Home Reflections on Using a DIY Fodder System

Reflections on Using a DIY Fodder System

user profile picture threemealsfarm Apr 08, 2013
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Growing fodder for animal feed is starting to catch on, and many homesteading families and small farm operations are exploring the possibilities of what this type of feed can do for the health of their animals and cost of feeding them.  If you haven’t yet read the first two articles on growing fodder and building a simple DIY fodder system, you can find them here: and here:

It has been a few months since I wrote the DIY fodder system article for Peak Prosperity.  It turns out that a lot of people are interested in growing their own fodder, as this article has been extremely popular.  With the combination of all of the valuable feedback (thank you!) and a few more months of experience, we have some additional thoughts to share.

Observations and Questions

“My goats are so picky!  They won’t touch the fodder!”

Your animals may or may not like the fodder when they are first introduced to it.  Don’t be discouraged!  Our goats wanted nothing to do with the fodder the first couple of times we fed it to them.  We were persistent and kept offering it to them.  We also fed it to them alone and before offering anything else.  They soon loved it.  Now they gobble it up before eating any of their other food.  I’ve heard the analogy of feeding someone a fast-food hamburger every day, and then suddenly offering a plate of kale and expecting them to love it. 

One thing to keep in mind – make sure your fodder is not dripping wet when you offer it to your animals.  Our goats definitely seem to prefer it on the drier side.

“Can I just put the seeds directly into the trays and skip the pre-sprouting tubs?”

We have had some people ask about going directly to the trays and skipping the pre-sprouting step in the tubs.  If you are using a flood-and-drain type approach, as we do, then the pre-sprouting is essential.  The initial root formation allows for the trays to be tipped for the “drain” part of the flood-and-drain. The root mat is what holds the growing fodder together in the trays when the trays are gently tipped to let the water drain out.  Prior to about the fourth day, the seeds would just float around all over the place and would spill out.  Putting the seed directly into the trays (after an initial 12-hour soak) would be possible if the system was set up using trays with drainage holes.  The trays could be watered just from the very top (manually, or with an automated pump), and then the upper trays would drip down to water the lower trays underneath them.  

One important thing to keep in mind with this system is that the trays would not be able to have domed lids.  The domed lids keep the moisture level high enough to keep things growing when they are only watered once a day.  If the system didn't use domes, the fodder trays would need to be watered much more frequently, maybe four times a day or so.  Also, the design would have to allow for drainage at the bottom of all of the trays.  A catch basin underneath all of the trays could hold water to be pumped up for watering.  We have even thought about dedicating one of our showers to setting up our fodder system.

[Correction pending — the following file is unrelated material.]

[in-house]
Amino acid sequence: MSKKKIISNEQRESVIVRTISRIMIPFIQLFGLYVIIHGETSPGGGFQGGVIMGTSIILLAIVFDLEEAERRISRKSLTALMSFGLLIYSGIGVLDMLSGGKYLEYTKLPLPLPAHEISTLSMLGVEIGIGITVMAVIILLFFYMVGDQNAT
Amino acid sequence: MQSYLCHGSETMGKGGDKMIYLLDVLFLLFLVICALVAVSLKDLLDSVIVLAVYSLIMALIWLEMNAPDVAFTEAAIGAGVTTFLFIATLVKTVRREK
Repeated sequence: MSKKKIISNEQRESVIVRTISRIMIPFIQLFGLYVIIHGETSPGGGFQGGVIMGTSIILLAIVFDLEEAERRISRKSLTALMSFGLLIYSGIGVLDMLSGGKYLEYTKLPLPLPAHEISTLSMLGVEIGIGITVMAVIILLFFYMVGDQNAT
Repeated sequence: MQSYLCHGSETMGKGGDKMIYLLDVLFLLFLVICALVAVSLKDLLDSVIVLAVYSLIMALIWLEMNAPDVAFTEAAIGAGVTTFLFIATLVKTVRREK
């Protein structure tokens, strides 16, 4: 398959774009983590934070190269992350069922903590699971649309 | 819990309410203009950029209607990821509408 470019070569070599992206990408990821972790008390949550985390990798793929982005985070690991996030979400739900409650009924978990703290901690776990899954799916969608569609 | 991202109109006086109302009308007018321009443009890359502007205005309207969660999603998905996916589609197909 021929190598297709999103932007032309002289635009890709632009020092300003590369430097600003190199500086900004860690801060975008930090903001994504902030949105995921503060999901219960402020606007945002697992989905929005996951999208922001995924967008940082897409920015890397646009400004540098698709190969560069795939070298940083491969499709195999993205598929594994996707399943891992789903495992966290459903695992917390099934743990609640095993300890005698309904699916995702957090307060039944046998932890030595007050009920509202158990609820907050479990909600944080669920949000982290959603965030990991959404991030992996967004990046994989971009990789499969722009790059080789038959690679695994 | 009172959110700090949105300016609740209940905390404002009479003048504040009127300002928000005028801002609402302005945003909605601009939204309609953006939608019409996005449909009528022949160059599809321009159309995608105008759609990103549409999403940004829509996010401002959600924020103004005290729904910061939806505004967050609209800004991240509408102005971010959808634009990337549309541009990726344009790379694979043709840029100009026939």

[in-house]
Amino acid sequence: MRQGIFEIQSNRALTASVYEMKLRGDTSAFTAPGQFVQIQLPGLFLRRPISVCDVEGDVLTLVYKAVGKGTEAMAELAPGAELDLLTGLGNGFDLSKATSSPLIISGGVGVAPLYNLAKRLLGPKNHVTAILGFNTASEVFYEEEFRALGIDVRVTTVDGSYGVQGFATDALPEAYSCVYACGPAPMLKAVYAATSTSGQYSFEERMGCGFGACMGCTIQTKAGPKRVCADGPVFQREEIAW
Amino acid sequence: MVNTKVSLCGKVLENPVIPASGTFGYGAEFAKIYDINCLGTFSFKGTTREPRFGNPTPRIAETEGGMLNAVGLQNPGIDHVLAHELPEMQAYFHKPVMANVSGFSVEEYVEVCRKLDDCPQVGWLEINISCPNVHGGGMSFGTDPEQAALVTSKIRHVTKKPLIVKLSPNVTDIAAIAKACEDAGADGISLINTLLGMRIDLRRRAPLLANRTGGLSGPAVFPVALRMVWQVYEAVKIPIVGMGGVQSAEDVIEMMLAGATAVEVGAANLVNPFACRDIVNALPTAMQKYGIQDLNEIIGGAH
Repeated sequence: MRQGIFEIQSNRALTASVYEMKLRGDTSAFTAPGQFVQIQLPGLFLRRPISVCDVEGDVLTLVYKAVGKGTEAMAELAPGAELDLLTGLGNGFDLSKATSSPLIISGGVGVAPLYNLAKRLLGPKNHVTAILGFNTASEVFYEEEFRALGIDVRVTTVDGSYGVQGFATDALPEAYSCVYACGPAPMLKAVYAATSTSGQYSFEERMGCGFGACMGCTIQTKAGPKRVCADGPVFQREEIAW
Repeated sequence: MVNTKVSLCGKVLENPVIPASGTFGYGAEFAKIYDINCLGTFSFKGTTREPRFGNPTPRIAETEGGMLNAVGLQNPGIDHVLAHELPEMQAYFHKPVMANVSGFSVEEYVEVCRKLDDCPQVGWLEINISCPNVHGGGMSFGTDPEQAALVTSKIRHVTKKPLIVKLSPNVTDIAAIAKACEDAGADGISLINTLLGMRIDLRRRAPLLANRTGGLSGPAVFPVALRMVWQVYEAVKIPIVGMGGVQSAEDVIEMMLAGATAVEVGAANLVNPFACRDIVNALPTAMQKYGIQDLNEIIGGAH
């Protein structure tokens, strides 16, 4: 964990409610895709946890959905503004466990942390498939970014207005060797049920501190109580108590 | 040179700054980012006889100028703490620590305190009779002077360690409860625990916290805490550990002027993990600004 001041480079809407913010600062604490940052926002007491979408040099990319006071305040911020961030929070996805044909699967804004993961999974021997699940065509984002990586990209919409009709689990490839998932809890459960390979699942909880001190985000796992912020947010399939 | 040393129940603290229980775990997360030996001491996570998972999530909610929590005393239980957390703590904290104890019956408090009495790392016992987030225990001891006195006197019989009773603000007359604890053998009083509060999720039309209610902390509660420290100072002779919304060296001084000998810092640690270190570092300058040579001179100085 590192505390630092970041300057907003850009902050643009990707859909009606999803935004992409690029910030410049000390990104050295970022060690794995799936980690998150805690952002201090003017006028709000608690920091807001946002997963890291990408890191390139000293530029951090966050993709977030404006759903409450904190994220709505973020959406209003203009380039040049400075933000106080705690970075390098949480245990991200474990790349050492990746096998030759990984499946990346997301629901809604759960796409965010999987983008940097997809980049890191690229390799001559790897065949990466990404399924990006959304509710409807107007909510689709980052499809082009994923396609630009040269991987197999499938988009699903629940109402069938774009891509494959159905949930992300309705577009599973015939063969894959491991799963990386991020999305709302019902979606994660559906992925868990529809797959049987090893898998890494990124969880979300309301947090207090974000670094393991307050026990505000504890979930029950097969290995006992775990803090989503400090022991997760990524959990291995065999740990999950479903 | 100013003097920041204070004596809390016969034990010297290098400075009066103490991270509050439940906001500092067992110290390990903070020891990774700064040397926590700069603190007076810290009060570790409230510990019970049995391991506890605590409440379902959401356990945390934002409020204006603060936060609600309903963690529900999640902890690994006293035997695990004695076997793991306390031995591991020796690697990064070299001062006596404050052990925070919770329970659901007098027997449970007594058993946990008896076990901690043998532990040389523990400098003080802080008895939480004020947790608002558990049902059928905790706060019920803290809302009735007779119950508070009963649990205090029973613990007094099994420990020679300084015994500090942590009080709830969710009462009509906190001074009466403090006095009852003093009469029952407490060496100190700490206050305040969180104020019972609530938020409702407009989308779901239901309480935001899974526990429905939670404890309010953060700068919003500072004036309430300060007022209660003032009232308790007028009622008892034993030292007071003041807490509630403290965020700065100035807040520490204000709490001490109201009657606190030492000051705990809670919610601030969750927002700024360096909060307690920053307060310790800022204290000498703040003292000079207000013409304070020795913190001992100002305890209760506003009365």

“My seed is so dirty.  I am having mold issues.”

While there can be multiple reasons for mold issues, the quality of seed is definitely one of them.  At one time we tried to cut costs by purchasing barley seed from a different source.  The seed had a much higher percentage of chaff (empty seed hulls) and general dust than the better, more expensive seed.  We spent a lot more time rinsing, rinsing, rinsing the seed, and we still sometimes had a few mold issues.  We don’t have any mold issues with the cleaner seed.

“I have had success sprouting other seeds, too.”

Sprouting seeds definitely does not have to be limited to barley.  Other seeds can be mixed with the barley and can be grown together directly in the trays.  Or try sprouting using traditional sprouting jars, buckets, or tubs.  We have successfully sprouted a large variety of other seeds.  This list includes sunflower seeds, Austrian peas, wheat, buckwheat, oats, ryegrass, millet, alfalfa, and a variety of clovers.  See what is available to you locally, experiment, and find what works well for you.   A diversity of sprouts enhances the nutritional value of your animal feed even more.

“Our food buying co-op offers great deals!”

Always be on the look out for new sources for seed.  Immediately after writing this article, the price of barley seed at the local feed and ranch store rose by 20%.  We have now found a source for organic barley seed through a food co-op at less than we could purchase conventionally grown barley seed.  Look for buying clubs and co-ops in your area.  We now use Azure Standard, a distributor out of Oregon.  They offer routes all over the western part of the country.  Check out the resources section at the end of this article for a link to their website.

“We want to expand our production, but we are limited on space.”

Almost immediately after writing the initial article, we installed a shelf in our laundry room that allowed us to expand our system.  We now soak enough seeds for two trays at one time.  After the initial pre-soak, we split the contents of one tub into two.  With just a little bit more time involved, we have doubled our production. We can now harvest two trays of fodder every day, thereby reducing our feed costs even more.


Azure Standard